Farmers overrun by millions of mice have begged the government for help – only to be told there is no money left in the Budget.
Homes and farms across NSW have endured masses of rodents within the past few months leaving the majority of their stocks completely destroyed.
NSW Farmers and the Country Women’s Association met at State Parliament on Tuesday to detail just how much their lives have been put on hold to cope with the endless stream of mice.
They asked for $25,000 per farm to help buy and set up mouse baits to kill the rodents and save their crops and homes.
But Agriculture Minister Adam Marshall said after spending billions of dollars on the drought crisis, it wasn’t possible to offer the same support to those fighting the mouse plagues and they would have to make do with workshops instead.
‘The proposal that I’ve read in media reports would cost anywhere between $600-700 million. After spending nearly $4.5 billion in drought support, I don’t have that money on my fingertips,’ he told the ABC.
Lisa Minogue, a farmer from Barmedman, in central NSW said the mice kept coming and couldn’t be stopped, and the smell they left behind was ‘horrific’.
‘You can pick up all the mice you see but there is always more,’ she said.
‘I did 38 loads of washing in three days. My house is pretty much packed up in boxes.’
Dubbo farmer Tracey Jones shared an alarming video of mice falling out of her auger when her son went to the clean the machinery.
‘When you clean out the auger and it rains mice!’ she captioned the video as countless rodents flew out of the pipe to land on the dirt.
Ms Jones said the mouse plagues were devastating for her family that relies on grain farming for its livelihood.
‘People out here are struggling badly with them in our houses,’ she told Daily Mail Australia.
‘My 90-year-old mother in law is living out of an esky because it’s the only way she can mouse-proof her food.
‘Mice are in everything, rooves and walls eating wiring, cupboards and pantries eating, nesting in and soiling in food and clothing, in cars and machinery chewing through wiring.
‘The smell of dead mice is overwhelming, it’s everywhere.’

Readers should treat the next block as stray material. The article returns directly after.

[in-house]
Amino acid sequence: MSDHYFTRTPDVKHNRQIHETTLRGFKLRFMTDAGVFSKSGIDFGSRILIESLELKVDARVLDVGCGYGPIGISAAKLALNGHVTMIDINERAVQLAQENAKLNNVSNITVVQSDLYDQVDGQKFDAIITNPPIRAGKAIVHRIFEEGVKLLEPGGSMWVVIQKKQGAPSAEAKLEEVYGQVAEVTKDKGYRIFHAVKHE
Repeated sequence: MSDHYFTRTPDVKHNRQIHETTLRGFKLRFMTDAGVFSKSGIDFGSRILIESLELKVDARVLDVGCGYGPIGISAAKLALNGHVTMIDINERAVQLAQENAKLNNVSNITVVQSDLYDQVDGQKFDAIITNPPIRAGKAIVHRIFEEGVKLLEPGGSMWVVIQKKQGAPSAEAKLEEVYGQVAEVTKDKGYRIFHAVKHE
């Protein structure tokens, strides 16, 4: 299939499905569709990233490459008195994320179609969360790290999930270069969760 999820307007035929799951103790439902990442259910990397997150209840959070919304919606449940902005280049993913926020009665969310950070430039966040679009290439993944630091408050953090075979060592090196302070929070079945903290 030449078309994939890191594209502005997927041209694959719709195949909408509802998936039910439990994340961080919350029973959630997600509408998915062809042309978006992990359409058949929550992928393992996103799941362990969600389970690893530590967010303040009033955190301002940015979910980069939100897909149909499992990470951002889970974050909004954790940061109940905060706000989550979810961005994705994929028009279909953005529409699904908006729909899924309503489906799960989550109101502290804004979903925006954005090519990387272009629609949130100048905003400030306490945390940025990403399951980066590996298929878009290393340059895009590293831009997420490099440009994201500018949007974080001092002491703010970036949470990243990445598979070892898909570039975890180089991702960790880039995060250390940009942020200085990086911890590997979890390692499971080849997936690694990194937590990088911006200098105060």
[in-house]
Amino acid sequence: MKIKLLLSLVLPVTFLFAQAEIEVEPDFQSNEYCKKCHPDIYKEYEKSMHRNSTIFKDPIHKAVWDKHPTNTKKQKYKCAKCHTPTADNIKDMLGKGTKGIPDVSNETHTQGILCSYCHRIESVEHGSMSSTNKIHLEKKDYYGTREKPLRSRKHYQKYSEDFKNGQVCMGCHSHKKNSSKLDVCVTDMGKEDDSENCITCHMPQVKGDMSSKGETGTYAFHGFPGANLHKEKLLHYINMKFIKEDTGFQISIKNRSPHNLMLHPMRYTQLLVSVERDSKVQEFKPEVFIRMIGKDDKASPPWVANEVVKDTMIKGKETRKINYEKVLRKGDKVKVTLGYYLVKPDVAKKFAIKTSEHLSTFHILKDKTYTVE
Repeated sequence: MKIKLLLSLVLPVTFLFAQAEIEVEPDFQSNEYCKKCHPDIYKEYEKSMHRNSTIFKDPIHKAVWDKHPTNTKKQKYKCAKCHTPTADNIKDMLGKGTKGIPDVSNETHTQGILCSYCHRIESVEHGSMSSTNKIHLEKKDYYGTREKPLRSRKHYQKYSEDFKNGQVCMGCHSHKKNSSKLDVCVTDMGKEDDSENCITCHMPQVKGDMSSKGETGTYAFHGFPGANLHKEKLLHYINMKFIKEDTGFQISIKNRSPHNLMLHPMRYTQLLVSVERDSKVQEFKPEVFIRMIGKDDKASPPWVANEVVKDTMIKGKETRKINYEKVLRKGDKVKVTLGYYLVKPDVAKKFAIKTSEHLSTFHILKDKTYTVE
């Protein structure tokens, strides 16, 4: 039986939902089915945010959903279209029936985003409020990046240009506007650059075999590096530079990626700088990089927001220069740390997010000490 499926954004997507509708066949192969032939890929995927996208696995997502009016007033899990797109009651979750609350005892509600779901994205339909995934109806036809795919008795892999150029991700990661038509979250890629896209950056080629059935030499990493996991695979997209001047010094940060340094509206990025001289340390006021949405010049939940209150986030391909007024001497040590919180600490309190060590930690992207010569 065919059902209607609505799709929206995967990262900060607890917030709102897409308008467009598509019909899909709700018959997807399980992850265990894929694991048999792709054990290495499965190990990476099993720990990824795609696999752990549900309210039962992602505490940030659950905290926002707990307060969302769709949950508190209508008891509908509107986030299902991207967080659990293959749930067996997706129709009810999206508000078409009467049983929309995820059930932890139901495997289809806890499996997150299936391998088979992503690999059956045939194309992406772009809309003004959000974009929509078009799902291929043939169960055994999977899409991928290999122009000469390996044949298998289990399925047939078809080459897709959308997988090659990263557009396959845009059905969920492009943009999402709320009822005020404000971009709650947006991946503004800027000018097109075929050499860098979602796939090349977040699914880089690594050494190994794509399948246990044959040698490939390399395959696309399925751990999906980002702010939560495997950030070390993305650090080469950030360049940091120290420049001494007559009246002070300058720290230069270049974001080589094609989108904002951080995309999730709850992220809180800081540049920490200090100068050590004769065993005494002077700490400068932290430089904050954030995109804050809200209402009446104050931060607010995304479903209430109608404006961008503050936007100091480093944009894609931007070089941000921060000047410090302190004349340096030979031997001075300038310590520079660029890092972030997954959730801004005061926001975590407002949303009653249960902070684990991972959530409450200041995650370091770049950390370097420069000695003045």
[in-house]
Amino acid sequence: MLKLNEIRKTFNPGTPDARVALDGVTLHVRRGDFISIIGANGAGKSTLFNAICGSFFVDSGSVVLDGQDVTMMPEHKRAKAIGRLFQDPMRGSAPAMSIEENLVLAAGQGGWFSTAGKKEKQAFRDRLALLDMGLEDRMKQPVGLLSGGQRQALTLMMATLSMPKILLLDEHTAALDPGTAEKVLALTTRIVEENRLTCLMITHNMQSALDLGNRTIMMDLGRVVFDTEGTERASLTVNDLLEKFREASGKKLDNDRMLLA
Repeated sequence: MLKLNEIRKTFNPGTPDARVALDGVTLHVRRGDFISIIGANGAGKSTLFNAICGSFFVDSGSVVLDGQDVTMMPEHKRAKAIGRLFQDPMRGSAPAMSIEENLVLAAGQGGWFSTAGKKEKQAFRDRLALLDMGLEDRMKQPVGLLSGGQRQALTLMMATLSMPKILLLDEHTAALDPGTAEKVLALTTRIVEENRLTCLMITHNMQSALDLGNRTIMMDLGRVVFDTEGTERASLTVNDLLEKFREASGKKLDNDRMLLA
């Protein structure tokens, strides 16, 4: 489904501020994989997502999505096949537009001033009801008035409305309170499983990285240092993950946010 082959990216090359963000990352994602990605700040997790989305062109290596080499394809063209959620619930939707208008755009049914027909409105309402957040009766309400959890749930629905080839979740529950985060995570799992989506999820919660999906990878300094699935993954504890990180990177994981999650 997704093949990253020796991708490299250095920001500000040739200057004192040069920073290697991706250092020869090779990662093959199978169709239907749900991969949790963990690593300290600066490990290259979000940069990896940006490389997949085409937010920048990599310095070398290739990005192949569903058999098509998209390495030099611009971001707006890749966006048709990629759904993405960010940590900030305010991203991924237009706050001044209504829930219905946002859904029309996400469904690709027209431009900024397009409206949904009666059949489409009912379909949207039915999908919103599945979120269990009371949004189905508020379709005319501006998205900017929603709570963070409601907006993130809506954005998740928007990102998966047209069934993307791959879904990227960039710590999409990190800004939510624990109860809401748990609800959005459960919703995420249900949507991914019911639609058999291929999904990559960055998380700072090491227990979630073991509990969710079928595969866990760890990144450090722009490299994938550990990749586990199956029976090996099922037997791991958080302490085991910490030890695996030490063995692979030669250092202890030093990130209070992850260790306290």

She said the financial burden was ever worse.
‘We are trying to sow winter crops, an almost impossible task with mice eating the grain straight from the ground,’ Ms Jones said.
‘We’re trying to fill grain contracts made before the plague with mouse infested grain.
‘I know it has certainly had a psychological impact on my husband and living with mice crawling through the walls and ceiling all night keeping you awake would drive anyone up the wall.’
Some farmers estimated losses of between $50,000 and $150,000 due to grain and fodder being destroyed, NSW Farmers Grains Committee Chair Matthew Madden said.
‘Farmers and rural communities are still in the midst of combatting a ceaseless mouse plague that is continuing to impact the northern and central west regions and rapidly spreading and growing through the south,’ he said.
He said if this same problem was seen in an inner-city suburb like Balmain, it would have been fixed long ago.
A survey on farmers around the state found that more than 80 per cent had suffered significant damage to machinery and infrastructure from mice.
It was also found that 75 per cent of farmers couldn’t access bait when they needed it most.
CWA chief executive Danica Leys said the plagues of rodents also had drastic impacts on farmers’ mental health.
‘People are having issues with sleeping, which we all know as a significant impact on mental and physical health,’ she said.
‘There are plenty of reports of people being bitten and mice also make their way into rain water tanks causing contamination of domestic water storages with different bacteria such as salmonella.
‘And it’s not just farm businesses. Regional hotels, retail and food businesses, bakeries, supermarkets, child care centres and aged care homes have also felt the impact of this mouse plague.
‘All of these financial and health impacts follow unprecedented drought, catastrophic bushfires and most recently floods across large regions. It is time for the state government to act.’
Mr Marshall said he found it odd the farmers met at a time when government ministers were unable to attend but said there were several workshops being set up to help those combat the mice.
‘No amount of money could ever wipe out the mice impacting farmers in parts of the State,’ he said.
‘The most effective way to manage mouse populations is to reduce the availability of food and shelter in combination with pesticide bait control.
‘The feedback I have heard from farmers on the ground is the need for increased tools to combat these pesky rodents.
‘That is why we have secured the experience of Australia’s leading expert to provide tailored on-farm advice alongside a series of workshops to ensure people are equipped with the knowledge they need to effectively manage mice.’
‘The NSW Government has also successfully lobbied the Commonwealth’s APVMA to allow off-label use of zinc phosphide and worked to ensure there is no shortage of baits.’